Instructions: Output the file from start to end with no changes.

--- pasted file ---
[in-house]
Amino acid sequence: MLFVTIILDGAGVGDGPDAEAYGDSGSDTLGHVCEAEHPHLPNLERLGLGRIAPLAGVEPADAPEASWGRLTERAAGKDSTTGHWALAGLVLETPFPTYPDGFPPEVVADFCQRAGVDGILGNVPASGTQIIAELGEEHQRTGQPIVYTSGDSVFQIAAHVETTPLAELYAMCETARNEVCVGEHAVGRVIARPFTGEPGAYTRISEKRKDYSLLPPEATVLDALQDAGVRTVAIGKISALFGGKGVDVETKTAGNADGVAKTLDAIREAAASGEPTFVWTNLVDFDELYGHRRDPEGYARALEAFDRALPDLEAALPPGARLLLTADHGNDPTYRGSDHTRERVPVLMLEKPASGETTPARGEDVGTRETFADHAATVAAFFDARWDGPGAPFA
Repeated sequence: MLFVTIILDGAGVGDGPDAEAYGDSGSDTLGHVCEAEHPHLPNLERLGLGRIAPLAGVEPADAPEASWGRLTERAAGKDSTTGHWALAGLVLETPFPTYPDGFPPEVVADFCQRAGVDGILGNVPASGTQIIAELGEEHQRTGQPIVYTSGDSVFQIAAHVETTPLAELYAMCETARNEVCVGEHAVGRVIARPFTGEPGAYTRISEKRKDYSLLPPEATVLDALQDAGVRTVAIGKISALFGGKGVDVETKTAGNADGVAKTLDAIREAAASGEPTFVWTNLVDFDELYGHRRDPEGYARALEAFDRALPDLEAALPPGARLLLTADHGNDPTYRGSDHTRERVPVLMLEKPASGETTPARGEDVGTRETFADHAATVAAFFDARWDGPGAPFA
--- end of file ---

[in-house]
Amino acid sequence: MLFVTIILDGAGVGDGPDAEAYGDSGSDTLGHVCEAEHPHLPNLERLGLGRIAPLAGVEPADAPEASWGRLTERAAGKDSTTGHWALAGLVLETPFPTYPDGFPPEVVADFCQRAGVDGILGNVPASGTQIIAELGEEHQRTGQPIVYTSGDSVFQIAAHVETTPLAELYAMCETARNEVCVGEHAVGRVIARPFTGEPGAYTRISEKRKDYSLLPPEATVLDALQDAGVRTVAIGKISALFGGKGVDVETKTAGNADGVAKTLDAIREAAASGEPTFVWTNLVDFDELYGHRRDPEGYARALEAFDRALPDLEAALPPGARLLLTADHGNDPTYRGSDHTRERVPVLMLEKPASGETTPARGEDVGTRETFADHAATVAAFFDARWDGPGAPFA
Repeated sequence: MLFVTIILDGAGVGDGPDAEAYGDSGSDTLGHVCEAEHPHLPNLERLGLGRIAPLAGVEPADAPEASWGRLTERAAGKDSTTGHWALAGLVLETPFPTYPDGFPPEVVADFCQRAGVDGILGNVPASGTQIIAELGEEHQRTGQPIVYTSGDSVFQIAAHVETTPLAELYAMCETARNEVCVGEHAVGRVIARPFTGEPGAYTRISEKRKDYSLLPPEATVLDALQDAGVRTVAIGKISALFGGKGVDVETKTAGNADGVAKTLDAIREAAASGEPTFVWTNLVDFDELYGHRRDPEGYARALEAFDRALPDLEAALPPGARLLLTADHGNDPTYRGSDHTRERVPVLMLEKPASGETTPARGEDVGTRETFADHAATVAAFFDARWDGPGAPFA